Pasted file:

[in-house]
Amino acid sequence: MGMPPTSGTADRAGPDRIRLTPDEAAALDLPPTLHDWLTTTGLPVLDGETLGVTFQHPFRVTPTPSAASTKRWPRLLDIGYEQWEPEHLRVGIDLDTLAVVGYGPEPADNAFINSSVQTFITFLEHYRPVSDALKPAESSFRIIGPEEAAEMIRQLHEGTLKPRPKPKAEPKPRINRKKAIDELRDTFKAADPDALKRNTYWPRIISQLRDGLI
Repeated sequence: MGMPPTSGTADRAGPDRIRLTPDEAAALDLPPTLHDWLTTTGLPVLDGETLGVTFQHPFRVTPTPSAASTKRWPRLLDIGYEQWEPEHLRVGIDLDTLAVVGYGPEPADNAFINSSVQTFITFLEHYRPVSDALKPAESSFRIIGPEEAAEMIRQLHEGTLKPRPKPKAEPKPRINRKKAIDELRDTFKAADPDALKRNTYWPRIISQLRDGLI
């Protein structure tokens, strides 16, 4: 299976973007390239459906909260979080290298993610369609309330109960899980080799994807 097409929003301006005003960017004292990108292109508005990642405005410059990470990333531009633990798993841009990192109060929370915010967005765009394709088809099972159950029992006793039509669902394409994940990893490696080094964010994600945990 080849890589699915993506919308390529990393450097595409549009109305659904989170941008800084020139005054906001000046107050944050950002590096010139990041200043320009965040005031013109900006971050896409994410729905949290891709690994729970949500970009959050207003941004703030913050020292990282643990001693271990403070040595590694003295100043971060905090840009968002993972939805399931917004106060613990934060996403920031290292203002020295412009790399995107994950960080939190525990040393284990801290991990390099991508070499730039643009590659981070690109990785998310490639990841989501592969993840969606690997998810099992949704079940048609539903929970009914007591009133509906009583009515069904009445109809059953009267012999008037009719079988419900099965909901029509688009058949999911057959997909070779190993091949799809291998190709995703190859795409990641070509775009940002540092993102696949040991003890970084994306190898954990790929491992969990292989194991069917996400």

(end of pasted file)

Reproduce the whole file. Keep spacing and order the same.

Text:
[in-house]
Amino acid sequence: MGMPPTSGTADRAGPDRIRLTPDEAAALDLPPTLHDWLTTTGLPVLDGETLGVTFQHPFRVTPTPSAASTKRWPRLLDIGYEQWEPEHLRVGIDLDTLAVVGYGPEPADNAFINSSVQTFITFLEHYRPVSDALKPAESSFRIIGPEEAAEMIRQLHEGTLKPRPKPKAEPKPRINRKKAIDELRDTFKAADPDALKRNTYWPRIISQLRDGLI
Repeated sequence: MGMPPTSGTADRAGPDRIRLTPDEAAALDLPPTLHDWLTTTGLPVLDGETLGVTFQHPFRVTPTPSAASTKRWPRLLDIGYEQWEPEHLRVGIDLDTLAVVGYGPEPADNAFINSSVQTFITFLEHYRPVSDALKPAESSFRIIGPEEAAEMIRQLHEGTLKPRPKPKAEPKPRINRKKAIDELRDTFKAADPDALKRNTYWPRIISQLRDGLI
């Protein structure tokens, strides 16, 4: 299976973007390239459906909260979080290298993610369609309330109960899980080799994807 097409929003301006005003960017004292990108292109508005990642405005410059990470990333531009633990798993841009990192109060929370915010967005765009394709088809099972159950029992006793039509669902394409994940990893490696080094964010994600945990 080849890589699915993506919308390529990393450097595409549009109305659904989170941008800084020139005054906001000046107050944050950002590096010139990041200043320009965040005031013109900006971050896409994410729905949290891709690994729970949500970009959050207003941004703030913050020292990282643990001693271990403070040595590694003295100043971060905090840009968002993972939805399931917004106060613990934060996403920031290292203002020295412009790399995107994950960080939190525990040393284990801290991990390099991508070499730039643009590659981070690109990785998310490639990841989501592969993840969606690997998810099992949704079940048609539903929970009914007591009133509906009583009515069904009445109809059953009267012999008037009719079988419900099965909901029509688009058949999911057959997909070779190993091949799809291998190709995703190859795409990641070509775009940002540092993102696949040991003890970084994306190898954990790929491992969990292989194991069917996400």